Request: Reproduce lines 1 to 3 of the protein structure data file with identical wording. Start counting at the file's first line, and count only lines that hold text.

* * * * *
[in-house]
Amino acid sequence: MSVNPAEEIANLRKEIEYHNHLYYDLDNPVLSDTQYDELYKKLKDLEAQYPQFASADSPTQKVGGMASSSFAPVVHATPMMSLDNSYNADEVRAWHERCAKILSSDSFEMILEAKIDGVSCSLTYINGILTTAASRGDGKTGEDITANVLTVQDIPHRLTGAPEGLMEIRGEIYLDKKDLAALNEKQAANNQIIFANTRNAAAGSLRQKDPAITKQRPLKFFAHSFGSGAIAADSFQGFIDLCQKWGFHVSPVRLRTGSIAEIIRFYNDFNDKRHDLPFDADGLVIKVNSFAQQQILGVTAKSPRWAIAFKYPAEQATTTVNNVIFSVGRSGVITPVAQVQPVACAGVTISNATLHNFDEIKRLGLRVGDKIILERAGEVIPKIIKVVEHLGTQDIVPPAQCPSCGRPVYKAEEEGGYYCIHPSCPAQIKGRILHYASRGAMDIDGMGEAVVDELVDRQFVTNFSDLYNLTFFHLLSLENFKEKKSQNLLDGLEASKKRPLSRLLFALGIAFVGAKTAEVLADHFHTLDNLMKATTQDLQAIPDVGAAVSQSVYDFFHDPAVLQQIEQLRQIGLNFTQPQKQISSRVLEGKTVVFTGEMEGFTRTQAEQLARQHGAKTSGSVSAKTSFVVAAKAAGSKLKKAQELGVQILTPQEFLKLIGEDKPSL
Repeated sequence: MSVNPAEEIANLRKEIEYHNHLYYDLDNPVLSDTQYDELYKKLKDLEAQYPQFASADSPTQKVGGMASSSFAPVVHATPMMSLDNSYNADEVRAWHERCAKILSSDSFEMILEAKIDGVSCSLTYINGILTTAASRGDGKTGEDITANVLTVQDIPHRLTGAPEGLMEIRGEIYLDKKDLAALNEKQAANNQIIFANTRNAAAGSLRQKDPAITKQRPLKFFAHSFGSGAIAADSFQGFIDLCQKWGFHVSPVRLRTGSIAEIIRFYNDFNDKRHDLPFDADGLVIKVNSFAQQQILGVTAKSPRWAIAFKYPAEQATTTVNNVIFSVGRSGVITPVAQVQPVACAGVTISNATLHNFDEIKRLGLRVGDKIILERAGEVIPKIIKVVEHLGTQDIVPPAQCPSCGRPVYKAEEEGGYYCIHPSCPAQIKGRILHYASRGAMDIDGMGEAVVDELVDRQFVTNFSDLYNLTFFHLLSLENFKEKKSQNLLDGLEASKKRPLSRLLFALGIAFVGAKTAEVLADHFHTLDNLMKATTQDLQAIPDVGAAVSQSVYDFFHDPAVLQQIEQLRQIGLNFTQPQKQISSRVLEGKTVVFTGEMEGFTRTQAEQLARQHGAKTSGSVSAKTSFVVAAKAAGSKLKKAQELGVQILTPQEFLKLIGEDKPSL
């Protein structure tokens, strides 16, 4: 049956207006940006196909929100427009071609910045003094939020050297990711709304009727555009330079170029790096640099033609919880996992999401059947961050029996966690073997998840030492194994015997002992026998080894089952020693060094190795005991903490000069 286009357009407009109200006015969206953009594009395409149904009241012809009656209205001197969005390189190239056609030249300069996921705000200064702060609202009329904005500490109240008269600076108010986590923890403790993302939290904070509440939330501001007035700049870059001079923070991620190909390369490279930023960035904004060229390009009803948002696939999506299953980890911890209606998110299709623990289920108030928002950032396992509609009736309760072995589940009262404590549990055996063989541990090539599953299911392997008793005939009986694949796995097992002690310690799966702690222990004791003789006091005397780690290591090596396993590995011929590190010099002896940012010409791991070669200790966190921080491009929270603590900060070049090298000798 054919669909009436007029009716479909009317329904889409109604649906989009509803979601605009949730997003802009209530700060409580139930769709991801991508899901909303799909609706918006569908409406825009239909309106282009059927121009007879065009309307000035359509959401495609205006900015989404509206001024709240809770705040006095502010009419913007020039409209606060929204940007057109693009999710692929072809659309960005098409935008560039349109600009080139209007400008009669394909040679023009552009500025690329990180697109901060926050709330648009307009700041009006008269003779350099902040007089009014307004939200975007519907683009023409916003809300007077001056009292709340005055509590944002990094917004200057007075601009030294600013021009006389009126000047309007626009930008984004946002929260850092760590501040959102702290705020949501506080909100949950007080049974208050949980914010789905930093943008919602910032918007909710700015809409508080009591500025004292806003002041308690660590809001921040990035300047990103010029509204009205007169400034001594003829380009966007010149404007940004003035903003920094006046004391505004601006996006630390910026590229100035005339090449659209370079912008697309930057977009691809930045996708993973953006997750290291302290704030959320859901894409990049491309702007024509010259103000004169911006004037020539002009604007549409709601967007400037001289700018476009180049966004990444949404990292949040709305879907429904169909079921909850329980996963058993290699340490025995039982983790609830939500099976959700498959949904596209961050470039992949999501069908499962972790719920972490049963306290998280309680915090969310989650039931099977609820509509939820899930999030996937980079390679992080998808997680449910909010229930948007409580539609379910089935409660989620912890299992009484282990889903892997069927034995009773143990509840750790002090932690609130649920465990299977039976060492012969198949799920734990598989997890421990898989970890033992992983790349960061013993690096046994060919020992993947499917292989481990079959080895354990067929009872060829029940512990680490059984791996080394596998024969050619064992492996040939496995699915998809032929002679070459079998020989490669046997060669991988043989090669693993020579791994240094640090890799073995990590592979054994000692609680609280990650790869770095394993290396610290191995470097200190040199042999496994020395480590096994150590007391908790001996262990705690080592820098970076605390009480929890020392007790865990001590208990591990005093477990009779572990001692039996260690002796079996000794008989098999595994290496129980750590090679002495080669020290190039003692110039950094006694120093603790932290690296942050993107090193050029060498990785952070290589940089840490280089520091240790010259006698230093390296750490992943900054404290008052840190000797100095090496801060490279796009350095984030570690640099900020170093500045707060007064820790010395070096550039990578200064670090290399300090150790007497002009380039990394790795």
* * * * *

[in-house]
Amino acid sequence: MSVNPAEEIANLRKEIEYHNHLYYDLDNPVLSDTQYDELYKKLKDLEAQYPQFASADSPTQKVGGMASSSFAPVVHATPMMSLDNSYNADEVRAWHERCAKILSSDSFEMILEAKIDGVSCSLTYINGILTTAASRGDGKTGEDITANVLTVQDIPHRLTGAPEGLMEIRGEIYLDKKDLAALNEKQAANNQIIFANTRNAAAGSLRQKDPAITKQRPLKFFAHSFGSGAIAADSFQGFIDLCQKWGFHVSPVRLRTGSIAEIIRFYNDFNDKRHDLPFDADGLVIKVNSFAQQQILGVTAKSPRWAIAFKYPAEQATTTVNNVIFSVGRSGVITPVAQVQPVACAGVTISNATLHNFDEIKRLGLRVGDKIILERAGEVIPKIIKVVEHLGTQDIVPPAQCPSCGRPVYKAEEEGGYYCIHPSCPAQIKGRILHYASRGAMDIDGMGEAVVDELVDRQFVTNFSDLYNLTFFHLLSLENFKEKKSQNLLDGLEASKKRPLSRLLFALGIAFVGAKTAEVLADHFHTLDNLMKATTQDLQAIPDVGAAVSQSVYDFFHDPAVLQQIEQLRQIGLNFTQPQKQISSRVLEGKTVVFTGEMEGFTRTQAEQLARQHGAKTSGSVSAKTSFVVAAKAAGSKLKKAQELGVQILTPQEFLKLIGEDKPSL
Repeated sequence: MSVNPAEEIANLRKEIEYHNHLYYDLDNPVLSDTQYDELYKKLKDLEAQYPQFASADSPTQKVGGMASSSFAPVVHATPMMSLDNSYNADEVRAWHERCAKILSSDSFEMILEAKIDGVSCSLTYINGILTTAASRGDGKTGEDITANVLTVQDIPHRLTGAPEGLMEIRGEIYLDKKDLAALNEKQAANNQIIFANTRNAAAGSLRQKDPAITKQRPLKFFAHSFGSGAIAADSFQGFIDLCQKWGFHVSPVRLRTGSIAEIIRFYNDFNDKRHDLPFDADGLVIKVNSFAQQQILGVTAKSPRWAIAFKYPAEQATTTVNNVIFSVGRSGVITPVAQVQPVACAGVTISNATLHNFDEIKRLGLRVGDKIILERAGEVIPKIIKVVEHLGTQDIVPPAQCPSCGRPVYKAEEEGGYYCIHPSCPAQIKGRILHYASRGAMDIDGMGEAVVDELVDRQFVTNFSDLYNLTFFHLLSLENFKEKKSQNLLDGLEASKKRPLSRLLFALGIAFVGAKTAEVLADHFHTLDNLMKATTQDLQAIPDVGAAVSQSVYDFFHDPAVLQQIEQLRQIGLNFTQPQKQISSRVLEGKTVVFTGEMEGFTRTQAEQLARQHGAKTSGSVSAKTSFVVAAKAAGSKLKKAQELGVQILTPQEFLKLIGEDKPSL